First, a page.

The basis of Guyana’s political outcomes has remained static for many decades. With deeply entrenched ethnic voting patterns, Indian Guyanese, originally constituting close to 50 percent of the population, would always have the upper hand. The two elections in 1957 and 1961 demonstrated to the African Guyanese political leadership that if it wanted political power, it would have to obtain it in coalition and later sustain it through electoral malpractice. And so, after the 1964 elections, in which the PPP obtained the plurality, the PNC and UF, together holding a majority of the seats in the parliament, formed a coalition government. The coalition ended in 1968 and the PNC resorted to electoral malpractice thereafter to maintain political power.
In 1957 the PNC merged with the United Democratic Party (UDP). The UDP, led by John Carter, a prominent lawyer of Mixed heritage, represented the interests of the Mixed and African middle and professional classes. At some point between 1973 and 1985 the support of these groups for the PNC started to wane. But it mostly returned with the election of Desmond Hoyte as President. These groups showed their electoral clout in 2006 when a section of it abandoned the PNC and supported the AFC. Many of these votes went back to the PNC after the election of David Granger as its leader, but it is believed that a significant number remained with the AFC. At the 2011 elections the APNU obtained 40.81 percent of the votes, much in line with its record in free and fair elections, and the AFC got 10.32. The AFC benefited from the loss of between 5 to 7 percent of its votes from previous elections. It obtained 48.60 percent.
The power of the United Nations Secretary General (UNSG) to refer the Guyana-Venezuela Border Controversy to the International Court of Justice (ICJ, also known as the World Court) and the jurisdiction of the ICJ to entertain and determine the matter, both provided for by the Geneva Agreement, have been shockingly distorted by Analyst in a February 6 article in Kaieteur News entitled “Recourse to the ICJ is on the basis of a consent regime.’ He argues that the ICJ needs Venezuela’s consent before it can exercise jurisdiction.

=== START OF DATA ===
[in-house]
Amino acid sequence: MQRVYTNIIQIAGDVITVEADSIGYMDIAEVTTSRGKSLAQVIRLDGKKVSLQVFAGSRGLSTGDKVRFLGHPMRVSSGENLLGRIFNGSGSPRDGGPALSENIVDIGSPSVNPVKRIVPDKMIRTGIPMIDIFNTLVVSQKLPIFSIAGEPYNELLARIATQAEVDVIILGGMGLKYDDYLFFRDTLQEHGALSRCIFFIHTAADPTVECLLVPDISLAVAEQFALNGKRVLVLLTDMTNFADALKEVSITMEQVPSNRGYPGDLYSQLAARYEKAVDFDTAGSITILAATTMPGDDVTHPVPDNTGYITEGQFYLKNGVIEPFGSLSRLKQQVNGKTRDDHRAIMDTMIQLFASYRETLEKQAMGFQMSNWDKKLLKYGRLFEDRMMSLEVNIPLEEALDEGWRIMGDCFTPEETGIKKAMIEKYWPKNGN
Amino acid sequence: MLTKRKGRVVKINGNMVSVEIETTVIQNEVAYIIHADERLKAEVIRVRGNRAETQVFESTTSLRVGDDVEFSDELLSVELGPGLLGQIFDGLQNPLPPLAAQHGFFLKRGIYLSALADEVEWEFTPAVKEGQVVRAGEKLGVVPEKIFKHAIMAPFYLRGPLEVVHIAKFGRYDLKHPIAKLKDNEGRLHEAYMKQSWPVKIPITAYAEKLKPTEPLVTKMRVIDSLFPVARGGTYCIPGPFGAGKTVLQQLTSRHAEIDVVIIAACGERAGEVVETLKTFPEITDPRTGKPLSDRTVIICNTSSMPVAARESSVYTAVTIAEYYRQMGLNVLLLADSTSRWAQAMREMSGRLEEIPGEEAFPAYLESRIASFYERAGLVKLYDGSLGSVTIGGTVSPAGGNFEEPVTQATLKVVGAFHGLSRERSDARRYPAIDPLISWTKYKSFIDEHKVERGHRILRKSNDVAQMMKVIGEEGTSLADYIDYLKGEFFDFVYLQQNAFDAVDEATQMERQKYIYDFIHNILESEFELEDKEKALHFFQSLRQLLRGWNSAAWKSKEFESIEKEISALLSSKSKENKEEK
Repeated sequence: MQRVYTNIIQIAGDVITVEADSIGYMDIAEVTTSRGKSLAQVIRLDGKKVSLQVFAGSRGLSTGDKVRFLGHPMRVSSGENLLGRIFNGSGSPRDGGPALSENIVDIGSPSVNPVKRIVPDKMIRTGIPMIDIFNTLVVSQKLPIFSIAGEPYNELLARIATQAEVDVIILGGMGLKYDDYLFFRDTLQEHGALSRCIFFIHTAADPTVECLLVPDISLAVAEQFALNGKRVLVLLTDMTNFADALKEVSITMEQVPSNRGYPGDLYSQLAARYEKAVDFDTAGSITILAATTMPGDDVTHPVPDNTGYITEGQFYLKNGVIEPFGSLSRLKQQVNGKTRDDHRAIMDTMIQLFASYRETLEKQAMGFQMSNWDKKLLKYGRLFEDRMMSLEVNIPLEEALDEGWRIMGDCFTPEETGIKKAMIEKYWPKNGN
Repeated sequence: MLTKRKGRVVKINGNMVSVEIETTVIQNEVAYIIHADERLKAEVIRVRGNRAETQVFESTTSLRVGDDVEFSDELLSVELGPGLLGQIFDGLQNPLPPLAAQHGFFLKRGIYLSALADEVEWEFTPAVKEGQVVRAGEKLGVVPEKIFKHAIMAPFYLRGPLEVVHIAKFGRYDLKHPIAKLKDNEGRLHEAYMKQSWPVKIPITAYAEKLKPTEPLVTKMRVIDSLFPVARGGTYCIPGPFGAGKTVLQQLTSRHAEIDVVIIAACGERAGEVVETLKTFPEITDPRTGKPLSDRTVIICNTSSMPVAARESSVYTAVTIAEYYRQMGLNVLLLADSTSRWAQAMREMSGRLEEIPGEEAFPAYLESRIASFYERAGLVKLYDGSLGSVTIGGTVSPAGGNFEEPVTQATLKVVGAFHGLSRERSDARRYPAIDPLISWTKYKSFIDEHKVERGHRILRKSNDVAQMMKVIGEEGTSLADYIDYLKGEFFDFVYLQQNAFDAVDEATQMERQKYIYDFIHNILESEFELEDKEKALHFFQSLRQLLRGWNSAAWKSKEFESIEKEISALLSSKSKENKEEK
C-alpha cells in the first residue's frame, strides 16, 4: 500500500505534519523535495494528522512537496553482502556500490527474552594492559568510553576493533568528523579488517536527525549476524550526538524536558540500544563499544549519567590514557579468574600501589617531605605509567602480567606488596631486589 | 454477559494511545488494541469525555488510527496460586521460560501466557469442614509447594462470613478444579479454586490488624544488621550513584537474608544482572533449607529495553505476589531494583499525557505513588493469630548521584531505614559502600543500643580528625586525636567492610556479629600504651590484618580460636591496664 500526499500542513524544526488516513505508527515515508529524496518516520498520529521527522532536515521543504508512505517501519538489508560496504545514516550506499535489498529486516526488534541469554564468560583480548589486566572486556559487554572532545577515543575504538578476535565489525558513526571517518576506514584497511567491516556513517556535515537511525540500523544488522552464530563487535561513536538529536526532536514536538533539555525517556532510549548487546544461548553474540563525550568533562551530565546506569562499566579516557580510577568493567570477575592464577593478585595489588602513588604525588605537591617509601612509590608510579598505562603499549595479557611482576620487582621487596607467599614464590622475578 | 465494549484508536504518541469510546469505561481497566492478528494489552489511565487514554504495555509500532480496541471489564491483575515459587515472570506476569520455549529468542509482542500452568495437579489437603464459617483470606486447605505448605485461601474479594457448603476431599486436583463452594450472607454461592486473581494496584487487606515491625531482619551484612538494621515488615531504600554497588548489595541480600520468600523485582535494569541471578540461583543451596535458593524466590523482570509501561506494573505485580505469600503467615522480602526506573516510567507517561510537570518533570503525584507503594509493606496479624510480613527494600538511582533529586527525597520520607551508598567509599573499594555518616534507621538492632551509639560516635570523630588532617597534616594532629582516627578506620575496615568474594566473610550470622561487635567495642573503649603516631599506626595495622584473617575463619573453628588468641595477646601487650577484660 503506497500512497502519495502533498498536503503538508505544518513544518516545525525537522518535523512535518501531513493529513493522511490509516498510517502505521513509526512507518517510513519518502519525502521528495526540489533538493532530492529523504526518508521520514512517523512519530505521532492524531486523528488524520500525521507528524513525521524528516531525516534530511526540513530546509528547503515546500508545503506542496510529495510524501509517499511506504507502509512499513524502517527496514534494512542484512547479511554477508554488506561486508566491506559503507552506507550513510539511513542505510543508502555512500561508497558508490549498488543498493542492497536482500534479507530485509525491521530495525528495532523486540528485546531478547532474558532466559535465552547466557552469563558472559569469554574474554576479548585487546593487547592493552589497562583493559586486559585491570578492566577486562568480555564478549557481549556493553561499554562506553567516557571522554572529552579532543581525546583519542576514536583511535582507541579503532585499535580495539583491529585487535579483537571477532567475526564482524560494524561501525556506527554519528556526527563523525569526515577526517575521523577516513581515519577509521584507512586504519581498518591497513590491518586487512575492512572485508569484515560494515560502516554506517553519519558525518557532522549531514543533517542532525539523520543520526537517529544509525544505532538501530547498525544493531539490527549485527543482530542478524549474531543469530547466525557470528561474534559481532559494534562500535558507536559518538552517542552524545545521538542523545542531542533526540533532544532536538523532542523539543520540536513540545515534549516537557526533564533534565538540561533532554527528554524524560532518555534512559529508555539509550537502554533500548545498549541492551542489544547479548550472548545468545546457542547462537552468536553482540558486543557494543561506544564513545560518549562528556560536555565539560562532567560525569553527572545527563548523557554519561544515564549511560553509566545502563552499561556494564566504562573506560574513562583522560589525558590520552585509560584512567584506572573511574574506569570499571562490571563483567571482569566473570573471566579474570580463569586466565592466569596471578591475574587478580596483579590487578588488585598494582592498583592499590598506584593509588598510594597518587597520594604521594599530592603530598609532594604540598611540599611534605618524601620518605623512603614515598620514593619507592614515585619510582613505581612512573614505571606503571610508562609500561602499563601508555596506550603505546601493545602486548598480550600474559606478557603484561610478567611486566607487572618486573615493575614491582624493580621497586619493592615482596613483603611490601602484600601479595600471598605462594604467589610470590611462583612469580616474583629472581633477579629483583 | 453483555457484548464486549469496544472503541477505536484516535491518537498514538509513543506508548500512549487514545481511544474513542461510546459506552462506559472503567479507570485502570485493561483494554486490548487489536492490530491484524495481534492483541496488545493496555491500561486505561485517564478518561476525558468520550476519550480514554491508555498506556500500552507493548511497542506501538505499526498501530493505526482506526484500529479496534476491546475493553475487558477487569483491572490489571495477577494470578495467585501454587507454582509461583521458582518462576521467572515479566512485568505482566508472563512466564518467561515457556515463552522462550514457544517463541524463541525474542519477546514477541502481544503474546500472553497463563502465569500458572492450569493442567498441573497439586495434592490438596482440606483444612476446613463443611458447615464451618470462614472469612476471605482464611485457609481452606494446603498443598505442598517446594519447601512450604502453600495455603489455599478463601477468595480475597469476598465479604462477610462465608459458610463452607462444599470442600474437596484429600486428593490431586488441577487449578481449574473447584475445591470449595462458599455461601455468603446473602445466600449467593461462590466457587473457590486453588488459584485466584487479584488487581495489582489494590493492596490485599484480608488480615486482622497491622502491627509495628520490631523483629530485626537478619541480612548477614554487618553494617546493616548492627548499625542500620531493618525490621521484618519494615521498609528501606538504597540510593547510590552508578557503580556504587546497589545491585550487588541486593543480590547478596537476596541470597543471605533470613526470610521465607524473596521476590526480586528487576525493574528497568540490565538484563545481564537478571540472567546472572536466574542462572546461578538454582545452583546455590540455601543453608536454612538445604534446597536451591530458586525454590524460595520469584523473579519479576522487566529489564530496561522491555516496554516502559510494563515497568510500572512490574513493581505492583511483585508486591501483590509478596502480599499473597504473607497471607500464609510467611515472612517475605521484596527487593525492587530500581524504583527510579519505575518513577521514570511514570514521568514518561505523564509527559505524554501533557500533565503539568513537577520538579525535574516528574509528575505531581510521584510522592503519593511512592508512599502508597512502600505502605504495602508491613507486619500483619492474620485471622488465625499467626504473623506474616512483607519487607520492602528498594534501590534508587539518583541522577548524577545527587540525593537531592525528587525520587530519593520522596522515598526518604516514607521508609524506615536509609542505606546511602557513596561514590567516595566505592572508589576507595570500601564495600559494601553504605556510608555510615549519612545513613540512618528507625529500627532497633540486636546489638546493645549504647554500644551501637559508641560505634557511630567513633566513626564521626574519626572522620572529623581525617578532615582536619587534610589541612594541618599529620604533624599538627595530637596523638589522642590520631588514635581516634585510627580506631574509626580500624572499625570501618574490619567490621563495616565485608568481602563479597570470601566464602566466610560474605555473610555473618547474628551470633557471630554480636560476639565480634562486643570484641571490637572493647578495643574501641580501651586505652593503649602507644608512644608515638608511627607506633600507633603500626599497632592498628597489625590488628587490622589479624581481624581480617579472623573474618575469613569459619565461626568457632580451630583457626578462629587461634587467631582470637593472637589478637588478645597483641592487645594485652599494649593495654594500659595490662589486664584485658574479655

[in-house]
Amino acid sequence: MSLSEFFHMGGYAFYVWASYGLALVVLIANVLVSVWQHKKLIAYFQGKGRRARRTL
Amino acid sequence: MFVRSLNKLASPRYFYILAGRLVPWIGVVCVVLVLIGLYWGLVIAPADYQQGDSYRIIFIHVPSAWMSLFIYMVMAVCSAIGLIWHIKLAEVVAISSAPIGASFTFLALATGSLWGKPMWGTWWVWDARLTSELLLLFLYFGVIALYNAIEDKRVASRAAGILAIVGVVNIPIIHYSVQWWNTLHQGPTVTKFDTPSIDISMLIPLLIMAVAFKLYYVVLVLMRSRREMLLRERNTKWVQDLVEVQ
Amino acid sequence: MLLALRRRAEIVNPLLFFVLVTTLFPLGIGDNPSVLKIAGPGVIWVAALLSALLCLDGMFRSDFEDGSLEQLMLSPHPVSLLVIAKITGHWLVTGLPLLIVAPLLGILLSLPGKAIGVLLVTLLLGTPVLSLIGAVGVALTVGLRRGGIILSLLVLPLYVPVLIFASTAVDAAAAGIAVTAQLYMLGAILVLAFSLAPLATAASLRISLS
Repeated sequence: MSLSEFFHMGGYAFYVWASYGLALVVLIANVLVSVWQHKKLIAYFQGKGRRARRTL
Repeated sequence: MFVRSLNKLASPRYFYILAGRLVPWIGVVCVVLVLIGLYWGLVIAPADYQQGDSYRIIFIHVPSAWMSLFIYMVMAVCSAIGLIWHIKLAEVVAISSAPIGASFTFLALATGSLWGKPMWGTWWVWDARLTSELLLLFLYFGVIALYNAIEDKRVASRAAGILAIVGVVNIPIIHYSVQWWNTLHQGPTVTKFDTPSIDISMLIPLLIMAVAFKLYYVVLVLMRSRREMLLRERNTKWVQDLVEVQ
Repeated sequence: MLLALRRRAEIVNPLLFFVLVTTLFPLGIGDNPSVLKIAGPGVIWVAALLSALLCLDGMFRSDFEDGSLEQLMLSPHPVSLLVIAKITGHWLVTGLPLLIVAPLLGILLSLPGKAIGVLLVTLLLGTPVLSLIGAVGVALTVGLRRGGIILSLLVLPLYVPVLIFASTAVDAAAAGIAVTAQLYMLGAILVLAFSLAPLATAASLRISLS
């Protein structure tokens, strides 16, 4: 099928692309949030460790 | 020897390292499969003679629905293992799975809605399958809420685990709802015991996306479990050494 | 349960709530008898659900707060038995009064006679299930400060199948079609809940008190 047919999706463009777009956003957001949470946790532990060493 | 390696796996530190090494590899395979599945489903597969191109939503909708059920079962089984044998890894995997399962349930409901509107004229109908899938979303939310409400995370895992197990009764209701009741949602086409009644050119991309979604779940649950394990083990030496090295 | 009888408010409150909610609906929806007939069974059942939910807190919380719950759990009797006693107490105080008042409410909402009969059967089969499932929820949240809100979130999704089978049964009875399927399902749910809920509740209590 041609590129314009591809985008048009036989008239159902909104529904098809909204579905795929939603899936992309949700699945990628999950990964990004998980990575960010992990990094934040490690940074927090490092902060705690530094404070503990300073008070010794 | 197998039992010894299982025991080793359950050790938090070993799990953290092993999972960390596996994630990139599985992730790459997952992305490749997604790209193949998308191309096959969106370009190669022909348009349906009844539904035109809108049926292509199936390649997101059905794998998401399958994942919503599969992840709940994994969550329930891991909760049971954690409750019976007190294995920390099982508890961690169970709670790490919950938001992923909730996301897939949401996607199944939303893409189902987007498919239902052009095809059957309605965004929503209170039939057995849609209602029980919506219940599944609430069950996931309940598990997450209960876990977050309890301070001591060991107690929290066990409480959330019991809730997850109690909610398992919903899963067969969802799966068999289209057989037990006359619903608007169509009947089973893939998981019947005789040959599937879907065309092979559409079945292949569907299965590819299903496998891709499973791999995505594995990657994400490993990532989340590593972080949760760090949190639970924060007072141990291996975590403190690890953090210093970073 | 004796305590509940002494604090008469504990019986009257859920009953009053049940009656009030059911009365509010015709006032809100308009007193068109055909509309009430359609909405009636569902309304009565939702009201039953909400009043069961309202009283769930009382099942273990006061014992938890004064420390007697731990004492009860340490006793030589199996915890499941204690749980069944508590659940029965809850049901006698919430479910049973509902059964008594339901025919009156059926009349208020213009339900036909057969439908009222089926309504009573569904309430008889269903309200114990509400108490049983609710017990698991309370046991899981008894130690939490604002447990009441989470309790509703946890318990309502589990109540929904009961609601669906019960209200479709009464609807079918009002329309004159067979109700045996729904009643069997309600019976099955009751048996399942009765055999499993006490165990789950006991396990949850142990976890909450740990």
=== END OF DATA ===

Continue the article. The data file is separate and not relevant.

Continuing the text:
On November 7 the same analyst, under the moniker of Peeping Tom, said in Kaieteur News that Guyana has “bungled its handling of the territorial controversy” and “will not achieve its objective of having the matter placed before the ICJ.” This prediction ignominiously failed when the UNSG on January 30 chose the ICJ as a means of settlement. No doubt this failure prompted a change of identification from Peeping Tom to Analyst for his February 6 article so as to disguise his authorship of the November 7 failed prediction. His opinions in the February 6 article are as shallow as the prediction made in his November 7 article.
By Article IV(1) of the Geneva Agreement of 1966, the Governments of Guyana and Venezuela committed to choosing one of the means of peaceful settlement provided for by article 33 of the Charter of the United Nations (UN), if the Mixed Commission did not arrive at a full agreement for the settlement of the controversy within four years. Judicial settlement was one of those means under article 33. But the part of the article providing for the parties to choose the means of settlement is qualified by Article V. It provides that they are to refer the decision of the means of settlement to an “appropriate international organ on which they both agree,” but failing agreement “to the Secretary General of the United Nations.”